The Saale-Unstrut wine region is Germany’s most northern wine region, located in the valleys of the Saale and Unstrut rivers, an area of the former German Democratic Republic (GDR). The oldest record of viticulture dates back to the year 998 during the reign of Emperor Otto III. Weingut Pawis is located in the historic Zscheiplitz Estate, established in the 12th century as a convent, close to Freyburg. It is a gorgeous set-up, but as Kistin Pawis told us, under the communist regime that did not allow private entrepreneurship, the then nationalized estate was completely run down and renovation was a major undertaking.

Pictures: At Weingut Pawis with Kerstin and Bernhard Pawis

Bernhard Pawis is a trained winemaker, educated in the former German Democratic Republic in a VEB (volkseigener Betrieb / company owned by the people) winery. Shortly after the Iron Curtain came down in 1989, Bernhard’s parents bought 0.5 hectares of vineyard land and founded a small winery. Following the death of his father in 1998, Bernhard took over the reins, undertook major investments, bought more land and the Zscheiplitz Estate, and paid detailed attention to quality. In 2001 he received the highest reward for his efforts when he was invited to join the VDP, Germany’s association of elite winemakers with only about 200 members. To listen to Kerstin and Bernhard Pawis, and also to his fellow winemakers in this former GDR area, recount their stories of reviving an economic and agriculture waste land after German reunification, is living history and worthy of a spy thriller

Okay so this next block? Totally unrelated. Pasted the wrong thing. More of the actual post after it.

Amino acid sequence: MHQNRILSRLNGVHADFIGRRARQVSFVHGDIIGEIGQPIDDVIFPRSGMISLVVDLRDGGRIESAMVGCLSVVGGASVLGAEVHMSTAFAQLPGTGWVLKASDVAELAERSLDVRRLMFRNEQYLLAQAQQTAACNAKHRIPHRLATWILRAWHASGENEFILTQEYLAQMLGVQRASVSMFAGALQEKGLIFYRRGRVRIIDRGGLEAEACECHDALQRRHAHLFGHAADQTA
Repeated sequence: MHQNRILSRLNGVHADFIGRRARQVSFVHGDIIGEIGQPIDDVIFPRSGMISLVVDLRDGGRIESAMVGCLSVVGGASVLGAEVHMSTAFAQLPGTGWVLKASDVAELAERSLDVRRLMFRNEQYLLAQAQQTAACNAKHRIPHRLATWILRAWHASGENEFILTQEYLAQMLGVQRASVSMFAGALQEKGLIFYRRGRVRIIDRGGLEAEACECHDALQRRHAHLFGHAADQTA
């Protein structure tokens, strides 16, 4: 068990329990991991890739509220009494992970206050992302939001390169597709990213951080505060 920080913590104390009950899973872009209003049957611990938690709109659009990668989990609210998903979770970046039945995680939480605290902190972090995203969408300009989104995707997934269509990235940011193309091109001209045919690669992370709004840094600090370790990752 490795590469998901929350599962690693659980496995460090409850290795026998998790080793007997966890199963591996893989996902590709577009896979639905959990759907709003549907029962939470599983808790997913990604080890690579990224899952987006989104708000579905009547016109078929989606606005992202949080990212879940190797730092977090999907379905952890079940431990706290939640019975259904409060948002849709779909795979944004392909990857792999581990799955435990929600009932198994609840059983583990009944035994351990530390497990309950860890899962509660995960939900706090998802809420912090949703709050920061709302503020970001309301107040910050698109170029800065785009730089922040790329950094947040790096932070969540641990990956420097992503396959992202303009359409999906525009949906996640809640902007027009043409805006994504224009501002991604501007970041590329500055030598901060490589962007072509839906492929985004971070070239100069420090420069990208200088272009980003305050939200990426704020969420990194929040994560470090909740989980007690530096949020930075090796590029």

07:30 pm Dinner at Hotel-Restaurant Unstruttal in Freyburg.

DAY 2: Friday, September 05

10:00 am Winery tour and tasting at winery Winzerhof Gussek in Naumburg, Saale-Unstrut. We were hosted by owner and winemaker André Gussek.

Winzerhof Gussek was founded by André Gussek in 1993. He said: “None of my ancestors had ever been interested in wine – only my father loved to drink wine – thank God!” In the 1980s André came to Naumburg and for 20 years, during GDR times, and later after reunification he was cellar master at the government-owned Landesweingut Kloster Pforta in Bad Koesen, near Naumburg. In 1993, he bought property surrounded by 5 acres of vineyard land (Kaatschener Dachsberg and Naumburger Steinmeister) to pursue his dream of making his own wine.

Pictures: At Winzerhof Gussek in Naumburg, Saale-Unstrut, with owner and winemaker André Gussek

At first this was a part-time endeavor, but in 2002, the time was ripe to fully concentrate on his own wine making estate, the Winzerhof Gussek. Over the following years, he expanded the vineyards to 9.2 ha (about 24 acres) and he now has 3 full-time employees. 66% of his vineyards are planted with white grape varietals and 34% with Pinot Noir and Zweigelt, a flagship red varietal of Austria. His red wines are stunning and among the finest in Germany.

12:05 pm Arrival in Naumburg-Saale.

We walked through the 1000 year old town, admired the impressive late Romanesque and Gothic Cathedral built between the 13th and 15th centuries, and took a look at the house of the Nietzsche family, where the philosopher Friedrich Nietzsche spent his childhood.

Picture: In Naumburg-Saale

01:45 pm Lunch at Restaurant Fischhaus Schulpforte in Bad Kösen.